The American transport company have retired their Otto brand and are now focusing all their energy into creating the autonomous vehicle under the Uber ATG name.
They said in a statement: "Long-haul commercial trucks are responsible for delivering nearly 70% of goods in America, yet the highways they're driving on see hundreds of thousands of preventable accidents each year.
"Uber ATG is committed to creating a new approach to modern transportation - and a large part of that effort is the development of self-driving technology to improve the safety and efficiency of the trucking industry.
"Our self-driving truck effort started in 2016 with the addition of the team from Otto. Since then, we've combined the best of Otto and ATG to build technology for both cars and trucks. With that upgrade, we've retired the Otto name and integrated all of our self-driving efforts into Uber ATG.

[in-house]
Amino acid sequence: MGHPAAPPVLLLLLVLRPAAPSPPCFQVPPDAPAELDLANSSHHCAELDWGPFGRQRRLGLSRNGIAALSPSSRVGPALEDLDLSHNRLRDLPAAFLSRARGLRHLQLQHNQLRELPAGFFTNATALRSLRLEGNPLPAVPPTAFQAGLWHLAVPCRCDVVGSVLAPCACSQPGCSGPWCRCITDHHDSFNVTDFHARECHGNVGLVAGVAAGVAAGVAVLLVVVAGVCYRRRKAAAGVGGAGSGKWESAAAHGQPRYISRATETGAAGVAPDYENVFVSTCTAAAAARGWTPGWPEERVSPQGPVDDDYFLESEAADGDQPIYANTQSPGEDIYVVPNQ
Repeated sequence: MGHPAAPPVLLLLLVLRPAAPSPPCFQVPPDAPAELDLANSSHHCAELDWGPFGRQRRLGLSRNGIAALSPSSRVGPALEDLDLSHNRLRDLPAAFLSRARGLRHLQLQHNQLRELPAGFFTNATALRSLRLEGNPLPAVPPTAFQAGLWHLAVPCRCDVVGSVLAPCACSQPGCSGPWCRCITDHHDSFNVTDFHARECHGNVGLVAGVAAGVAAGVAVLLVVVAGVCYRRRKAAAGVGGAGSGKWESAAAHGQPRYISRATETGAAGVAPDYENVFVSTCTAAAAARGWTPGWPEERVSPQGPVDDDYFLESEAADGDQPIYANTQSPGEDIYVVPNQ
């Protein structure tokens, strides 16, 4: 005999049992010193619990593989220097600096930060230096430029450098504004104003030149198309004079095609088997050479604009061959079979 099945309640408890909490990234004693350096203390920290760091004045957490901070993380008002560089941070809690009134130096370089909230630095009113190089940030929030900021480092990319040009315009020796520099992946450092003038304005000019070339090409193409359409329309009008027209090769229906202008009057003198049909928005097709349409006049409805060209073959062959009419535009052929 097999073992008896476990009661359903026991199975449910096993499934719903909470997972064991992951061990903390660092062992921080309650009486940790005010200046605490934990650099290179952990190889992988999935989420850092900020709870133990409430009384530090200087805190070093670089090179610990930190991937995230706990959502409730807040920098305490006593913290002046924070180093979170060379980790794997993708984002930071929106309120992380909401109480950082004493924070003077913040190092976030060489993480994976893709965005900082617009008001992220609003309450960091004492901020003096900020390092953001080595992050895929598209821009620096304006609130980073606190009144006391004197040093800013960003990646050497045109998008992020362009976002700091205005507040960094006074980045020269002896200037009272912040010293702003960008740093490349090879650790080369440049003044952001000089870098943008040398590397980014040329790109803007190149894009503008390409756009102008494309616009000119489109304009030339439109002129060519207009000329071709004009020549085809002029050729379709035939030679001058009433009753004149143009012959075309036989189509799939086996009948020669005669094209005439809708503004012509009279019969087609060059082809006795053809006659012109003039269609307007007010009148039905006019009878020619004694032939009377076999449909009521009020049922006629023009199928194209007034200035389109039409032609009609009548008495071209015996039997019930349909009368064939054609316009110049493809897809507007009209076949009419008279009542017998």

"The consistent patterns and predictable road conditions of highway driving, combined with the fact that highways make up only 5% of U.S. roads, make it optimal to deploy self-driving technology. We are working hard to advance our technology and prepare for longer operations. As the demand for freight grows steadily, our team is driven by a sense of urgency to improve our transportation network."
Uber had previously tested a self-driving truck on the roads of Colorado. In 2016, the company delivered a trailer full of Budweiser on a route, which took them 120 miles down a highway.
And self-driving trucks are not the only new vehicles Uber are working on. They recently unveiled plans to create the first flying taxi, which they hope to launch in Dallas and Dubai in 2020.
Uber's chief product officer Jeff Holden said: "Urban Aviation is a natural next step for Uber in this pursuit, which is why we are working to make 'push a button, get a flight' a reality."